A New Year

As always, the ringing in of the New Year brings with it a barrage of encouragement to set goals and make resolutions about what you’ll do differently this year. Unfortunately, too often these days seem to focus overly much on personal appearance (females should lose weight, and males should Get Buff) and self-satisfaction. Quite aside from the harmful effects this kind of patriarchal, systemic claptrap can have on developing minds (especially amongst the LGBQTIA+ community), it does absolutely nothing to help protect the ailing planet we live on.

If you, like many other Australians, have recently watched Leonardo DiCaprio’s deeply-moving allegorical movie “Don’t Look Up”, you will understand why we’re speaking about the need to work towards meaningful change through goal-setting and resolutions. But knowing how the human collective mind generally works means we also know people don’t like change unless they can view it from a position of understanding. So, here’s a little history on how New Year’s resolutions became A Thing, and why specific goal-setting techniques are more likely to be successful than you think.

If you’re looking for a list of sustainable, eco-conscious goals to incorporate into your year and want to skip ahead, you can find our tasting platter of ideas here.

Past Promises

The concept of resolutions dates back over 4000 years to the Babylonians, who would resolve to pay off their debts and return borrowed items (often farming equipment used during the harvest). The timing of the ‘new year’ was a little different back then, with mid-March being when the Babylonians celebrated a 12-day celebration upon planting the next season’s crop. It’s believed they declared resolutions with the hope that it would secure a fruitful yield and greater wealth in the year to come. 

Julius Caesar changed the calendar to begin on January 1st, and the Romans continued to make resolutions to the gods in an attempt to secure future wealth and prosperity. Interestingly, January is named after the Roman god of doorways, arches and new beginings Janus, who was depicted as having two heads: one that looked forward into the New Year, and one that looked backwards in reflection and resolution. 

Then and Now

Since then, we’ve had a change from the Julian calendar to the Gregorian calendar, but the New Year is still classified as the 1st of January. But around the 1700’s – during the Post-Enlightenment era – there was a distinct shift from religious resolutions to non-religious ones. That is, people stopped making annual promises to deities, and instead started making them a more personal affair.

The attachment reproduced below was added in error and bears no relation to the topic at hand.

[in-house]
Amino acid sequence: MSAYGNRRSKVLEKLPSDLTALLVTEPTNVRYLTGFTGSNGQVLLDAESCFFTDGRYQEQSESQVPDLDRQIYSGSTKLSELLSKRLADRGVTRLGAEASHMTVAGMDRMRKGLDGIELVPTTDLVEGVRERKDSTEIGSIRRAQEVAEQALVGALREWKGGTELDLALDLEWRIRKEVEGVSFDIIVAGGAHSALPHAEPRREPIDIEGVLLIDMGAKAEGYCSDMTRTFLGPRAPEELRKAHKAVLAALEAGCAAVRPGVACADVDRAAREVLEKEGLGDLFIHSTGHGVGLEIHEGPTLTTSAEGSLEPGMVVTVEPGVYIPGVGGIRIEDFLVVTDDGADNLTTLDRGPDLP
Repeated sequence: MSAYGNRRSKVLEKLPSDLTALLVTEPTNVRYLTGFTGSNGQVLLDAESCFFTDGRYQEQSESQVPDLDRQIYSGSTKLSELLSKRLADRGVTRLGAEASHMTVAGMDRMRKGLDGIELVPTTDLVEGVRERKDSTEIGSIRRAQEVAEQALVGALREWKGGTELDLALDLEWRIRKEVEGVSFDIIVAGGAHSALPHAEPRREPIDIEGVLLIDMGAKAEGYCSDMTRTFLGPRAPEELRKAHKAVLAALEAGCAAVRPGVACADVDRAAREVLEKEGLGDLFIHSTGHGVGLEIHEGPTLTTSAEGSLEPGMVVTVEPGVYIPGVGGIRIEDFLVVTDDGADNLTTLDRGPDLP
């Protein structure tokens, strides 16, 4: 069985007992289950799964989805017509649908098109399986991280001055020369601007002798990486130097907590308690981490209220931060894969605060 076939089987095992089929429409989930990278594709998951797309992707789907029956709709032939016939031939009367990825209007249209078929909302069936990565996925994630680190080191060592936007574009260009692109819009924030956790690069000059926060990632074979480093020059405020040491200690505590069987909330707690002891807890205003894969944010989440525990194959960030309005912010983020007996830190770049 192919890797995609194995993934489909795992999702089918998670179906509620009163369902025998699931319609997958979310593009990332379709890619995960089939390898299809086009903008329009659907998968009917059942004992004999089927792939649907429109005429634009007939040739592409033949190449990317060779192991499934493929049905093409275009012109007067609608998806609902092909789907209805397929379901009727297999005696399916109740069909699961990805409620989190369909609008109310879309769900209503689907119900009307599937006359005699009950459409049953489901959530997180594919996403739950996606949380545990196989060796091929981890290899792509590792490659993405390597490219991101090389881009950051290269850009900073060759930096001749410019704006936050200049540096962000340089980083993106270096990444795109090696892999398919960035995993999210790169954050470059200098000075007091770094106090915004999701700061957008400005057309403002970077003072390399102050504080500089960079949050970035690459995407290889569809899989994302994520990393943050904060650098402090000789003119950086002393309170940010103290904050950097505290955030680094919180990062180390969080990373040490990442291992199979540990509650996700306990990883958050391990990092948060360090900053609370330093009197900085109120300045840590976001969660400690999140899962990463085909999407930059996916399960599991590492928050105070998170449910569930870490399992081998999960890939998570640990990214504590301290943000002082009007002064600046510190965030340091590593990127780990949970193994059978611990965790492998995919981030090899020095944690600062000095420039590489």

Over time we’ve also seen a shift in the nature of resolutions being made. From the Gallup Poll taken in America in 1947, amongst the top 10 resolutions were desires to improve personal character, be more understanding, control temper, be more efficient and take greater part in home life. In the 2000’s, the shift has seen more Self based resolutions, focusing on weight loss, control of addictions, falling in love, saving more money, and generally enjoying life to the fullest.

Accept Feedback and Apply Self-Regulation

With the abundant knowledge we have today of how urgent it is for humanity to scale back its consumption, rethink its approach to waste, and turbo-boost efforts to regenerate diverse natural ecosystems around the world, it makes sense to reassess what New Year’s Resolutions mean, and the impact that they can have. 

Given the patterns of success rates in New Year’s Resolutions (75% after one week, 64% after  a month, 46% after 6 months, but under 15% after a year), it’s valuable to recognise that the most positive change happens in the first half of the year after making a resolution. 

There is evidence to show that people who make resolutions are more likely to stick with changes than those who don’t. However, the numbers definitely show that if we want to bring about long-term, sustainable change, we have to work towards setting goals in the first few months that are achievable enough to become part of our regular routine. 


A proven way to set goals that are likely to ‘stick’ is to use a framework for creating and monitoring your success. There are several different frameworks that have been shown to work, including the ABC model (Achievable, believable, committed); the SUCCESS model (Subjective, Urgent, Committed, Concrete, Evaluated, Shared, Supported); and the SMART, or SMARTER, goal-setting framework. This model – originally created as a business management tool in the 1980s – encompasses good teaching and leadership practise, and is used in a wide variety of situations these days. What using SMARTER goals does is to remove all the fluff around goal-setting so that it becomes quantifiable and assessable.